Aromantic Valentine’s

by UP Medics and contributions from the UPCM Community

art by Josh Christian Protacio (Class 2023)

We have once again reached that arbitrary point in time which many cultures around the globe choose to celebrate love. In other words, Happy Valentine’s Day! But I know what you’re thinking, ANOTHER post about lovey-dovey mushy-gushy L O V E? AGAIN? Well fear not, dear reader, this year the Medics team decided to compile a list of short stories focusing on all the types of love that isn’t your run-of-the-mill RomCom type meet cutes or your 80-year old grandparents celebrating 50 years of marriage. This 2020, we humbly offer you, an Aromantic Valentine’s day.

by What is love anyway?, Class 2024


i loved you

and your thick hair

the warmth in your eyes

your crooked smile

i loved you

and your witty banter

the abyssal depth of your thoughts

the safe space i found in our little world

i love you

and your sweet, caring heart

your rare, friendly hugs

late night chats about life

after all the fights and tears shed

things will never be the same

i hope you know i still love you

always, every single day

“Ward 11”

by r/o Pedia, Class 2022

The child of a kindergarten teacher, I have always been surrounded by children, patiently helping them go to the bathroom, wash their hands, read a book, build a castle, or something or other. I have also never liked these underdeveloped adults. They’re loud, irritating and they smell. GOOD LORD, THEY SMELL. I have, however, learned to love (some) children, and I have my Ward 11 kids to thank for that. Maybe they aren’t the sweetest, most cooperative children, but they’re strong, brave, and fighting tooth and nail for their lives every day. Whenever I am in the area (and able), I pass by Ward 11 to walk by their beds and see how they’re doing (sana nakauwi na sila). There’s not a single reason not to love those kids. I pray for their health every single day. They’ve made me a better doctor and a better person.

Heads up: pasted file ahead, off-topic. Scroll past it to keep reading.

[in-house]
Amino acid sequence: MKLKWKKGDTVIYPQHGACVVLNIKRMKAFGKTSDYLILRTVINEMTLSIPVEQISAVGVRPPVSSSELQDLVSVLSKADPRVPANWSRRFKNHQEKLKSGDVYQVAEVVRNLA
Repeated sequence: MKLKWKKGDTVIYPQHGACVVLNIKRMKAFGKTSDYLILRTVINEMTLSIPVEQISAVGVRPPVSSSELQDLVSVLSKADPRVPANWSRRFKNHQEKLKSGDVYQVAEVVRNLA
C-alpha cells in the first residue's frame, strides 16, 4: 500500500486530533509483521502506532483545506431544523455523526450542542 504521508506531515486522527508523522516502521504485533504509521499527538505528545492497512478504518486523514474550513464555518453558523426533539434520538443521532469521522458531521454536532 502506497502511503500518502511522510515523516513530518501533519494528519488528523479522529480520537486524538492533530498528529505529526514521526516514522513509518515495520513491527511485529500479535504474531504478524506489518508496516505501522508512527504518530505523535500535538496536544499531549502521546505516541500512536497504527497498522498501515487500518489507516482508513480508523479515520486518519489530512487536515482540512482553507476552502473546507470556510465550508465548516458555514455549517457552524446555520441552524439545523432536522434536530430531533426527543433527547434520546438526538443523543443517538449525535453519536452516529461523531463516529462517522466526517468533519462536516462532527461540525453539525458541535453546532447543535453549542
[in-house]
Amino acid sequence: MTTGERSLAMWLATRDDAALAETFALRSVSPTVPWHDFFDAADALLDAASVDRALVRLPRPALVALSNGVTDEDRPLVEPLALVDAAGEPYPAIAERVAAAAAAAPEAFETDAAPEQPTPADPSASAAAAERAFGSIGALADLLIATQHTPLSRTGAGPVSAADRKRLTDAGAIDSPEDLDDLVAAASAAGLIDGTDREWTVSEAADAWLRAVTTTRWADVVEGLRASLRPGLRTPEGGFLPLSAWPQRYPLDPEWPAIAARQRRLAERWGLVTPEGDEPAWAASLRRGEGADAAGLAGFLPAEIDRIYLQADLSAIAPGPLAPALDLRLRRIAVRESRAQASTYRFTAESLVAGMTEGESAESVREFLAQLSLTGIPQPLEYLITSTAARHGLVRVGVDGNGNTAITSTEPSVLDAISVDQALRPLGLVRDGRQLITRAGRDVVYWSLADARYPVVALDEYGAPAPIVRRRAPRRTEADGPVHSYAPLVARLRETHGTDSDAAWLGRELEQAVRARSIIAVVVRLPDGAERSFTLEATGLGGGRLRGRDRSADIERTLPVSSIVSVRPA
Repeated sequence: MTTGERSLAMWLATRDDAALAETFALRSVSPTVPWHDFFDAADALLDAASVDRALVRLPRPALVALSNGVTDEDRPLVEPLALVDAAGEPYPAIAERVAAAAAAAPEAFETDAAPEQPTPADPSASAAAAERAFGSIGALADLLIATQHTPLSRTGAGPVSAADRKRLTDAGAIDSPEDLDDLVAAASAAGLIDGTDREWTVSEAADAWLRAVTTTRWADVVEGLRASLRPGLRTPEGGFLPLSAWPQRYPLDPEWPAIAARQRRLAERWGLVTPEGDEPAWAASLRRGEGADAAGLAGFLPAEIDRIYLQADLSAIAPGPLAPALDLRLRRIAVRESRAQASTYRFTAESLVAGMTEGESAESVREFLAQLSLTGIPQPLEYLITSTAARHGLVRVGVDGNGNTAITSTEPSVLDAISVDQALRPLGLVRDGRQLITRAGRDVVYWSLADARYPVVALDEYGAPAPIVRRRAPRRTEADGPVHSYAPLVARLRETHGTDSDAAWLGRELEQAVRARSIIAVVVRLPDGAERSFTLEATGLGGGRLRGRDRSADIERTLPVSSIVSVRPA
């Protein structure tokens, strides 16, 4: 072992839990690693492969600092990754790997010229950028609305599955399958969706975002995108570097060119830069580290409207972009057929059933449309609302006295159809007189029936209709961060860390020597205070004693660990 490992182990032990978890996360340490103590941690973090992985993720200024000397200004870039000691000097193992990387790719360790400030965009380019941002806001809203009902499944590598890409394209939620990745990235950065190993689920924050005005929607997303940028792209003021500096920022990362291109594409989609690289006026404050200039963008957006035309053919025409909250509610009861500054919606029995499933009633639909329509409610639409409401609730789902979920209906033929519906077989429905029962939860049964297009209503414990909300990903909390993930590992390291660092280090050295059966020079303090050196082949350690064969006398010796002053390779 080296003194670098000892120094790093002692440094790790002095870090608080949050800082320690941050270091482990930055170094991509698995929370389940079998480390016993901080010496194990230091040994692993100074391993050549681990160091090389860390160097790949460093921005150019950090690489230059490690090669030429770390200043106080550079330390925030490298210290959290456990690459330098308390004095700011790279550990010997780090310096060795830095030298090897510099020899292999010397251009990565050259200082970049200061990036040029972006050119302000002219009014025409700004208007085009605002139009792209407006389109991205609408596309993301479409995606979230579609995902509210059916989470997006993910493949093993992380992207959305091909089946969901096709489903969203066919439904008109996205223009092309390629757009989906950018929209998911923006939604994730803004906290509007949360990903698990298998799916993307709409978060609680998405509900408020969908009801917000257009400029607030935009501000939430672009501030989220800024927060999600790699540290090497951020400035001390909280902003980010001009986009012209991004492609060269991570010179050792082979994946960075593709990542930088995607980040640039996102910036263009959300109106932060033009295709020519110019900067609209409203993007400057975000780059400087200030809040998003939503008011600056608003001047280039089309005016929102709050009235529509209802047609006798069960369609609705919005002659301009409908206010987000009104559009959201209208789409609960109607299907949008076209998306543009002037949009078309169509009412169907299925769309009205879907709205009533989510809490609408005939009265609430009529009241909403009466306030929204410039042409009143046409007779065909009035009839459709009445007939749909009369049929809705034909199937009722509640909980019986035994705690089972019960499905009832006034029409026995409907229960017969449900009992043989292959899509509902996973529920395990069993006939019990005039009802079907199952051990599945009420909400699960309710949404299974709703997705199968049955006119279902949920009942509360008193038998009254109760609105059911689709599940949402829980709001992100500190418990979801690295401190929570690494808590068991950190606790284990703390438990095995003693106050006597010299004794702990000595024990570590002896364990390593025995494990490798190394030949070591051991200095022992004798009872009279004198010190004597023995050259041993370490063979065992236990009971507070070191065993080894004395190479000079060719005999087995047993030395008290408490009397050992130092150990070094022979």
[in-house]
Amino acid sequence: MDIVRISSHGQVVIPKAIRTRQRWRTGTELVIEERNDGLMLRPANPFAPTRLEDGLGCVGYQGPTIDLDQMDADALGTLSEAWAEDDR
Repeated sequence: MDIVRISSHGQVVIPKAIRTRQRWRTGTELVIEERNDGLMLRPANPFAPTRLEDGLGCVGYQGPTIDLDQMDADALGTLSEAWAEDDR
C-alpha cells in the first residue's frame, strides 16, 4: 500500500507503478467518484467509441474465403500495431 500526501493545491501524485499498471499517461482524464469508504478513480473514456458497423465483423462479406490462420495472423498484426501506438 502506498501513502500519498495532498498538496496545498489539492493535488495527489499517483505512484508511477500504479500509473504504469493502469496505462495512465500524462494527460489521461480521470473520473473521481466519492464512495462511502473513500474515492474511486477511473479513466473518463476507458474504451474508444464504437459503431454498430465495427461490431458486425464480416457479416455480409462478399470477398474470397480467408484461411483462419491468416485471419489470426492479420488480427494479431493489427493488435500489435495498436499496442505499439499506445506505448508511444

“Sisiw lang”
by NMAT Taker, Class 2023

The night before the NMAT, my grandmother went to me and hugged me. She told me that she had been praying for me since she learned I was going to be taking the test. I thought “oh that’s nice, it’s a very lola thing to say”. So I slept without really thinking about it much.

Fast forward to the next day and in the middle of the Math portion, I suddenly felt anxious. It was like the world was closing in around me and all I can think of was how this exam would dictate how my life would be from that moment on. How my entire family’s future hangs in the balance. Would I make them proud? Would I get the scholarship I needed or would I doom us to decades of penny-pinching just so that I could go to the med school I wanted?

Then I heard a voice in the back of my mind. “Pinagdadasal kita araw-araw”, it said. It was my grandmother’s voice from the night before. In the sea of darkness that was my thoughts, her voice was like a soft calmness that allowed me to focus on one thought: my family loved me. She loved me.

And so I finished my exam and went home. There she was, my lola in her duster smiling and dancing to Frank Sinatra’s “Fly Me To The Moon”. I went up to her, kissed her cheek, and hugged her. Her comforting scent enveloped me. “Oh, how was it?”, she asked me. “Sisiw lang, syempre, Mommy”, I replied.

I never realized how powerful words of love could be until then. So to whoever reads this, don’t take words for granted. You don’t know how those kind words could change a person’s life.

“The Mimetic Theory”
by JE can’t think of a pseudonym, Class 2023

Mimetic theory postulates that desire is not autonomous, that is, one desires only what others do. And in a normative society that prods its people along a singular, linear track – formal education, work, financial stability, marriage – it’s easy to feel that these “milestones” are what one inherently desires.